Indian woman’s image leads ‘Yes’ camp in landmark Irish abortion poll
Savita Halappanavar, a 31-year-old Indian-origin dentist, died in 2012 after her requests to terminate a 17-week pregnancy were denied. Ireland will hold a referendum on May 25 on liberalising Ireland's abortion law.world Updated: May 19, 2018 07:46 IST
The image of Savita Halappanavar – an Indian-origin dentist who died in Galway in 2012 after being refused an abortion due to strict Irish laws – has been splashed across towns and streetsbefore a landmark referendum on May 25 on liberalising Ireland'sabortion rules.
The laws currentlyimpose a near-total ban, forcing thousands to fly to England and other countries to terminate pregnancies. The referendum is to repeal the eighth amendment to Ireland’s Constitution, introduced in 1983, which "acknowledges the right to life of the unborn".
The campaign to repeal abortion laws gained momentum after the widely publicised case of Halappanavar , a 31-year-old dentist who came to the hospital 17weeks pregnant and complaining of backpain. She was found to be miscarrying. She and her family requested the pregnancy be terminated several times at University Hospital Galway, but were told that Ireland is a Catholic country and the laws prohibited termination while the foetus is alive. Halappanavar died of septicaemia, a bloodstream infection, a week after her miscarriage.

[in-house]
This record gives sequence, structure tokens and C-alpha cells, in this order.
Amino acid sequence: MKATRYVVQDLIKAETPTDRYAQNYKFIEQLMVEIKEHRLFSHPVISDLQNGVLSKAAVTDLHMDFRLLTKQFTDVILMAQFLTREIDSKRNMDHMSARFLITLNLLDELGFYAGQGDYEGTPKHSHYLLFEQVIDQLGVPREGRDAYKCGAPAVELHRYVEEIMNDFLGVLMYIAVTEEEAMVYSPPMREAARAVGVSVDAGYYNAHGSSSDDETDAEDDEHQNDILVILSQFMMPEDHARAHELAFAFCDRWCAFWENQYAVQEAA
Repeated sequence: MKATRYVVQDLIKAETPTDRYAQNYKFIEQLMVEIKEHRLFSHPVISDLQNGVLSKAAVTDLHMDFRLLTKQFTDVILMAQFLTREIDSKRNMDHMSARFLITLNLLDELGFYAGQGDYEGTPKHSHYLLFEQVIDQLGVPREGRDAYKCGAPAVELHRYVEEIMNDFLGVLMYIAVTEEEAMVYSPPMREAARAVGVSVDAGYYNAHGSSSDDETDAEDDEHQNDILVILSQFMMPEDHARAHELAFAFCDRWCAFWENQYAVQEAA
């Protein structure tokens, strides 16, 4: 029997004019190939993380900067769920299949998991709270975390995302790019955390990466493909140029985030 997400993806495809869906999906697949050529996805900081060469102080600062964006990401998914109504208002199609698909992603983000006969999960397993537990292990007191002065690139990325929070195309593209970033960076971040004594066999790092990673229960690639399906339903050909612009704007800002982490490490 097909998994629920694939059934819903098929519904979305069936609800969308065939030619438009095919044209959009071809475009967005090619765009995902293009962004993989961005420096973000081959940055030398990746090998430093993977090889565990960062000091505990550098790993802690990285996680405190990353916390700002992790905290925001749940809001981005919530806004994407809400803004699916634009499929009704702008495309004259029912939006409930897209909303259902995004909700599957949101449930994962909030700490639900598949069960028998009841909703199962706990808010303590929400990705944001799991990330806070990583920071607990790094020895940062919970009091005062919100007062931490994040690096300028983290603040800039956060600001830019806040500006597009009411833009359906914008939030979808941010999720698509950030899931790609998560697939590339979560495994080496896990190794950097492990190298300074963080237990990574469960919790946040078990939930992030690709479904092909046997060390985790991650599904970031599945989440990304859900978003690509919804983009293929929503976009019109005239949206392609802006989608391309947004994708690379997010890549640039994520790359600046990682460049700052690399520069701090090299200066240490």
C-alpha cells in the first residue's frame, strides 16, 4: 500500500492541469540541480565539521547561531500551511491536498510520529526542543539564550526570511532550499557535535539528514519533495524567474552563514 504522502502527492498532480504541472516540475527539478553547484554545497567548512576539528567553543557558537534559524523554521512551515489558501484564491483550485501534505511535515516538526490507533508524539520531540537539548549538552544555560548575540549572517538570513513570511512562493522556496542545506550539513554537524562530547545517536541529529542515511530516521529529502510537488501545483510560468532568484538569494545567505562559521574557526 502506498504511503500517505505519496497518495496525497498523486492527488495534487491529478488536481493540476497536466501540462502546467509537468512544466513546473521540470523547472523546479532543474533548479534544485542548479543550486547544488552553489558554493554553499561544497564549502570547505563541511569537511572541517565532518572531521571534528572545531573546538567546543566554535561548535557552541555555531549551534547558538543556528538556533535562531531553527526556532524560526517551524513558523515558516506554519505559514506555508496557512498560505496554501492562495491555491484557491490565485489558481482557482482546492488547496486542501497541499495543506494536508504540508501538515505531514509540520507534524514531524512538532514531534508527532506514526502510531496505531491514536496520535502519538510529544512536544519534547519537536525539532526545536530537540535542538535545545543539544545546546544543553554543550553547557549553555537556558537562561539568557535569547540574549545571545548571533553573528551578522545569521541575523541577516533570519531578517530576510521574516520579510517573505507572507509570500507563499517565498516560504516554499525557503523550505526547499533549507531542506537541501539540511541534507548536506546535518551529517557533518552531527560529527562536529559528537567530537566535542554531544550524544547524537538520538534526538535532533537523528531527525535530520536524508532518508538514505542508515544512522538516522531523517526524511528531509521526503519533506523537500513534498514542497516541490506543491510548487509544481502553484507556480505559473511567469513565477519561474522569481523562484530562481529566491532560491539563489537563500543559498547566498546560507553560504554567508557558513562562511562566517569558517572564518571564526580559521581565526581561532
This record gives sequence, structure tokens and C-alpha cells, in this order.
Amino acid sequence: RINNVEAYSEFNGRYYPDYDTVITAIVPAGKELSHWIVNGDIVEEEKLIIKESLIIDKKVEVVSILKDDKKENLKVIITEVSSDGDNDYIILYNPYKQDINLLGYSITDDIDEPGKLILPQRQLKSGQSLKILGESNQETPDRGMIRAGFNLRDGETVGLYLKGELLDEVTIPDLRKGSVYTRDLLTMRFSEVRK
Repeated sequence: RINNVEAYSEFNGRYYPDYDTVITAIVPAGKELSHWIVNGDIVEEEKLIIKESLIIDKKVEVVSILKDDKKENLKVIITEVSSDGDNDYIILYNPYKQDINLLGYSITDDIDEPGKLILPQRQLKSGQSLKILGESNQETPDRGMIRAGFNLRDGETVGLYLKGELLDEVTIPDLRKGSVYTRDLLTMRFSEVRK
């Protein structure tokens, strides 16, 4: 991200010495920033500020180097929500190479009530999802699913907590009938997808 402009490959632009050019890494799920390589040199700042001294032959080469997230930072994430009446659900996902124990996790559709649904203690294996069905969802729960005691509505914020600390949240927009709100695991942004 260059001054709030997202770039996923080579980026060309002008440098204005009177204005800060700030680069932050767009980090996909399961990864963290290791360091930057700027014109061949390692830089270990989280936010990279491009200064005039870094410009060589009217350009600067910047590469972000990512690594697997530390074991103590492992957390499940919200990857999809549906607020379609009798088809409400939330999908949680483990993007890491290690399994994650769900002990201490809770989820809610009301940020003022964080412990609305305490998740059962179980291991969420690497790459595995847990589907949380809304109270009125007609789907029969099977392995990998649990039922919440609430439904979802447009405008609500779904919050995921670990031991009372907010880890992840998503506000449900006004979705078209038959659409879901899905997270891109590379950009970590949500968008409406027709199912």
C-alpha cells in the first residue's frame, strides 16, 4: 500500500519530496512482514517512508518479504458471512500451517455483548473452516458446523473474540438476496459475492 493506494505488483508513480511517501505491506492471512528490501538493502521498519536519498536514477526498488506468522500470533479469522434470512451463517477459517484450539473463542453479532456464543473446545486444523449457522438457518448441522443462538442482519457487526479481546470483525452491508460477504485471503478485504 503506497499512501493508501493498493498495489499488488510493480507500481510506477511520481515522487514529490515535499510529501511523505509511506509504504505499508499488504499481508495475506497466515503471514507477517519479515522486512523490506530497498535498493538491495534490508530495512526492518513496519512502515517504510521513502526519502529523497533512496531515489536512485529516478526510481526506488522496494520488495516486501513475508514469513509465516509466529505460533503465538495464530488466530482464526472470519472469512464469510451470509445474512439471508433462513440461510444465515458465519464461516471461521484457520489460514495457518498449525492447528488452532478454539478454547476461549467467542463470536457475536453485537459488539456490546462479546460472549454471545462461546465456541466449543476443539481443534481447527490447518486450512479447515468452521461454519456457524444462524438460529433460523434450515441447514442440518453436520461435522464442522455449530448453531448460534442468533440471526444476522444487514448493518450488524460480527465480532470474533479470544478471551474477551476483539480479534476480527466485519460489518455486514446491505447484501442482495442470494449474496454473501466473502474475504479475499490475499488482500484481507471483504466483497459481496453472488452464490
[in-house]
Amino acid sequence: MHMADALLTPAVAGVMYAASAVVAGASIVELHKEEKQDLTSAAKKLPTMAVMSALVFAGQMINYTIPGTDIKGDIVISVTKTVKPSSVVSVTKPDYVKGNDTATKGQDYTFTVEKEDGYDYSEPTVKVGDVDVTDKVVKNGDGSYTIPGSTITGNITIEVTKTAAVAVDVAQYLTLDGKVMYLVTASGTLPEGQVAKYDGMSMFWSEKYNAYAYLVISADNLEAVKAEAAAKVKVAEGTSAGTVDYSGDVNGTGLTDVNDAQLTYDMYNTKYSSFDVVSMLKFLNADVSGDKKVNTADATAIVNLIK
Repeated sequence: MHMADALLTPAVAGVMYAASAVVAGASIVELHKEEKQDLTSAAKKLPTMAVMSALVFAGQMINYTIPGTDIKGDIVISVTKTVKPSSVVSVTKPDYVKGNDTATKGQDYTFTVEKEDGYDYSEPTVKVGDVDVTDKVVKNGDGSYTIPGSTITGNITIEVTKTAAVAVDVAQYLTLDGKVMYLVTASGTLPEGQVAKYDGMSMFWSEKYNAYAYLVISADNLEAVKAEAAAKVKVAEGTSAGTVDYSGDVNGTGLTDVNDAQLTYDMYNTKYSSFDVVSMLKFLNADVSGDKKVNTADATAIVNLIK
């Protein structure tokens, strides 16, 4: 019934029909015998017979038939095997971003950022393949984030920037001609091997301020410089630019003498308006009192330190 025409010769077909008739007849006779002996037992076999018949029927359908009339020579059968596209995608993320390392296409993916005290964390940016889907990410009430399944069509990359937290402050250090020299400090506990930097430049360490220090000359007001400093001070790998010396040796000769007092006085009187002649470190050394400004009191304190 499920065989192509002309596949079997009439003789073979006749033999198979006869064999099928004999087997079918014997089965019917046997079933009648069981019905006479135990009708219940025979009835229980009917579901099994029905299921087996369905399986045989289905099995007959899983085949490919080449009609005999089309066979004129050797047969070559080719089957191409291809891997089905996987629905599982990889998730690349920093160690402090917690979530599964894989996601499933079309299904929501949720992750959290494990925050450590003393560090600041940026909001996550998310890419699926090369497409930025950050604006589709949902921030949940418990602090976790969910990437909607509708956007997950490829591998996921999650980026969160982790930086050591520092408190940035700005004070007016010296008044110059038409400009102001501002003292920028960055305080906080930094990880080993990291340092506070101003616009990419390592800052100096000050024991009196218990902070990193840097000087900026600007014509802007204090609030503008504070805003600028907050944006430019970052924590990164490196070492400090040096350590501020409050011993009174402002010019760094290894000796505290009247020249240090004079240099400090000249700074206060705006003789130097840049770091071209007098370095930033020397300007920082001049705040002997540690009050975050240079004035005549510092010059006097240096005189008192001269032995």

Her smiling image is on one of the prominent posters used by the Yes campaign group, Rosa. Many Irish women based in Britain and elsewhere are reported to be travelling to the country to vote in the referendum, which is the sixth in the last 35 years.
Earlier referendums led to changes considered minor, but the May 25 round asks the Irish to decide whether one of the world’s most restrictive abortion regimes should be liberalised once and for all, or if status quo is maintained.
As an intense debate continues over abortion in the country, Halappanavar’s Karnataka-based father, Andanappa Yalagi, supported the Yes campaign and its use of his daughter’s image. The family believes she would have been alive if abortions were allowed.
Yalagi told Irish Times, “I will watch this vote. I hope the people of Irelandwill vote yes for abortion, for the ladies of Ireland and the people of Ireland. My daughter, she lost her life because of this abortion law, because of the diagnosis, and she could not have an abortion.”
He added, “We are happy people in Ireland remember Savita, and remember her when they are talking about abortion…It is a long time. It is six years, and the law still has not been changed. I am surprised change has not been implemented. I request that all Irish people vote Yes for this law to change.”
Social change used to come slowly in Ireland,Irish Times journalist Kitty Holland wrote in The Guardian this week. “Now, it cannot seem to come fast enough. Three years ago this month, the Republic voted in favour of same-sex marriage – and became the first country in the world to do so by popular vote,” she wrote.
“A year later, Leo Varadkar, who was a number of firsts rolled into one, became taoiseach (prime minister). At 38, he was the country’s youngest ever prime minister, the first from an ethnic minority background and the first to have come out as gay.
“Now, voters are about to go to the polls to have their say on arguably the most bitterly and repeatedly contested issue in modern Ireland: abortion.”